young couple cheek-to-cheek

Stacy and Ed had dated – for a monumental two weeks back in eighth grade. Although it was short-lived, the two remained friends through high school. Now, as college seniors at different universities, the two reunited by chance in their hometown of Deptford, N.J. — because of a Thanksgiving get-together and “Love Rollercoaster,” a fitting title for their journey together and what was about to come.

“He jumped in the car and said ‘Oh, I love this song’ and turned up the radio,” Stacy recalled. “And off we went.”


At the party, Ed wowed his ex by claiming to remember her phone number from their youth. “That was apparently all it took to win me over,” said Stacy, laughing. The two exchanged phone calls and then went on a new first date over Christmas break. They rang in the holidays by watching “Scream.” Soon, they graduated college and got engaged. Ed decided he wasn’t done with academia. They moved to Boone, N.C., where Ed earned his master’s degree from Appalachian State University.

In 2001, the couple married, becoming the Pistillis, and left North Carolina for Morgantown. He had his eyes set on a Ph.D., and West Virginia University was calling, thanks to one person. Stephen Alway was then an associate professor in the Division of Exercise Physiology and his research, heavily funded by organizations such as the National Institutes of Health, focused on aging, muscle wasting and rehabilitation.

“I was all about research in applied muscle performance and muscle physiology,” Ed said. “I wanted to come work with and learn from Steve Alway in the lab, so I came here for that opportunity and experience.”

Meanwhile, Stacy found a niche grinding away at Applebee’s and working her way up from server to bartender to manager. All seemed like smooth sailing in Morgantown, until Stacy noticed the lump.


Near the end of 2005, Stacy felt it — a lump on the breast. She was barely 30 and had no family history of breast cancer. Out of caution, she had it checked out. Given her age and medical history, a health provider told her it was nothing to worry about. But the lump stuck around into 2006. When Stacy called another doctor to schedule a routine visit, she mentioned, “Oh, by the way, I have this lump.” They responded, with a hint of urgency, “Can you come in today?”

She underwent a mammogram, ultrasound and biopsy. But, again, a doctor told her not to worry. The couple embarked on a cruise to celebrate Ed earning his doctoral degree and upon returning, doctors asked her to come in to get the lump removed. It was then that the sobering discovery was made: It was, in fact, cancer. “A very aggressive cancer called triple negative breast cancer,” as Stacy put it. It’s called “triple negative” because the cancer cells do not have estrogen, progesterone or HER2 receptors. This type also tends to grow and spread more quickly than other breast cancers.

“Several doctors had told us not to worry about it, but it just wouldn’t go away. I would feel it, and I’m like, I know my body and knew something wasn’t right.”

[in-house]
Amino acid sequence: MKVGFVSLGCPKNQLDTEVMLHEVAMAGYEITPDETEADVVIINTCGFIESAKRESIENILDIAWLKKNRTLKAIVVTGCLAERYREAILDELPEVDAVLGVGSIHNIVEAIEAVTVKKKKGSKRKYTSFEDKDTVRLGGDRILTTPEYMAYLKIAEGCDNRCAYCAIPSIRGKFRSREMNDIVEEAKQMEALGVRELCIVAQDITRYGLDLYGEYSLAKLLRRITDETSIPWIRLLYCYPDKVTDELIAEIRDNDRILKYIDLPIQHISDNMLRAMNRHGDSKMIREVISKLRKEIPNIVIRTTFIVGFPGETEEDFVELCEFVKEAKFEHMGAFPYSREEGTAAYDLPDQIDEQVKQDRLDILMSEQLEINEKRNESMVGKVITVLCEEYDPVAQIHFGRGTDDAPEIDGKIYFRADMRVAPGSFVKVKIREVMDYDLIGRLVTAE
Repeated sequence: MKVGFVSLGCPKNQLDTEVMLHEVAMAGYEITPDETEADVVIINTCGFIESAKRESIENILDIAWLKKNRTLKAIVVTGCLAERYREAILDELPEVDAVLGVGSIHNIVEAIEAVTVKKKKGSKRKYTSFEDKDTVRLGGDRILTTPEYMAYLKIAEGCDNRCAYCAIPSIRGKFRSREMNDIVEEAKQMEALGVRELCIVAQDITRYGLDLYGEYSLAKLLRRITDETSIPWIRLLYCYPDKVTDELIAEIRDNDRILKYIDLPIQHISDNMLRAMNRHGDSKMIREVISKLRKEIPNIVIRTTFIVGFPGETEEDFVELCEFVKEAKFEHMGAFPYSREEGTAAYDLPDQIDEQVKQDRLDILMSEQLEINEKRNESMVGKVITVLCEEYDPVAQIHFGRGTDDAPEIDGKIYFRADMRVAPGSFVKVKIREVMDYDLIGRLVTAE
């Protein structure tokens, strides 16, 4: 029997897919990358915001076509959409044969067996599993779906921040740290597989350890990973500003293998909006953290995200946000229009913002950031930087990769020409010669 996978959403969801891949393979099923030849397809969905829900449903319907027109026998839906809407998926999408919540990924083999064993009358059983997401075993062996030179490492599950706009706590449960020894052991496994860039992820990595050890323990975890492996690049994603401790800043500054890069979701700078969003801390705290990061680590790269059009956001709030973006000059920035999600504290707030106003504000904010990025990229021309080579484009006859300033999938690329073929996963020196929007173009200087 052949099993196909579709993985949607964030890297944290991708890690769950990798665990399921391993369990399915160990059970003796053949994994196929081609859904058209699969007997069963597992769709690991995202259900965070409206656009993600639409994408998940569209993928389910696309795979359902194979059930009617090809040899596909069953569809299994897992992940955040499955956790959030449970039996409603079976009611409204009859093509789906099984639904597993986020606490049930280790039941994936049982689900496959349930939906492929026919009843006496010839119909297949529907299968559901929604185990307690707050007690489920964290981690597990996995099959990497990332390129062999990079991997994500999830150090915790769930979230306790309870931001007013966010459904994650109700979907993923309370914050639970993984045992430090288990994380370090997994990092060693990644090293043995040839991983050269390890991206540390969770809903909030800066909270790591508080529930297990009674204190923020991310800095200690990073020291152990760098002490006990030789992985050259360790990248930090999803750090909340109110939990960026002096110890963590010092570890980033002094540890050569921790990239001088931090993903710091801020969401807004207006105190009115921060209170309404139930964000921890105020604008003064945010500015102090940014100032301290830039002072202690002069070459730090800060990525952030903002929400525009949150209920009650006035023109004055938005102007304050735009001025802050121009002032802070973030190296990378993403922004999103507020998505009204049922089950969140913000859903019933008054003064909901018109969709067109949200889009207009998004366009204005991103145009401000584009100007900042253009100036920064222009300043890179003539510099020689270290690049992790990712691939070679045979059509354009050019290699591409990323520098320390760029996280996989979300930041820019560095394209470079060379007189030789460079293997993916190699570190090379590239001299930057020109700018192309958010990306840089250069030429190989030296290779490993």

After two lumpectomies, Stacy started chemotherapy, followed by radiation.

“The oncologist didn’t pull any punches,” she said. “He said, ‘You’re young. You shouldn’t have cancer. So we’re going to throw the book at it and give you the most aggressive chemo we can.’”

On their fifth wedding anniversary, in a show of solidarity, Ed and Stacy shaved their heads together, just days before her hair was about to fall out completely.

smiling woman, man with shaved heads

With the help of their families, Stacy moved back to New Jersey to complete radiation treatment as Ed started a postdoctoral research position in Washington, D.C. – setting off a long-distance relationship for a year in which the couple saw each other on weekends.

In 2010, the cancer diagnosis grew distant in the rearview mirror, culminating with the birth of their daughter, Paige. A few months later, Stacy would surpass the five-year mark of remaining in remission – a milestone for patients, who are then considered cancer free.


Life took the Pistillis back to Morgantown in 2011 when Ed accepted a faculty position at WVU. He hoped to expand his area of research in neuromuscular disease and muscle fatigue back at his alma mater. Previously, Ed had manipulated a protein (Interleukin-15) — that proved to aid in muscle fatigue. He published a paper on the discovery and sought to leverage that momentum at WVU.

His goal didn’t gain much traction.

“I had many discussions with faculty but nothing took off,” he recalled.

“It was time to steer away from neuromuscular disease. It just wasn’t working out.”


An epiphany had lain in wait all this time. With cancer — and its various treatments and procedures — muscle fatigue had hit Stacy hard. She was physically exhausted leading up to her diagnosis. At her parents’ home, after chemo and during radiation, she could walk up only four steps at a time before having to sit and rest. So why not harness Ed’s research to help prevent and ease muscle fatigue in cancer patients?

“Cancer was the obvious research area to move into,” Ed said.

Ed took what he learned in the labs up to that point and applied it to muscle experiments to study cancer in mouse models. Ed injected mouse models with cells that developed breast cancer to see how the muscles responded. He wanted to explore whether he could remedy any resulting issues by manipulating the same protein.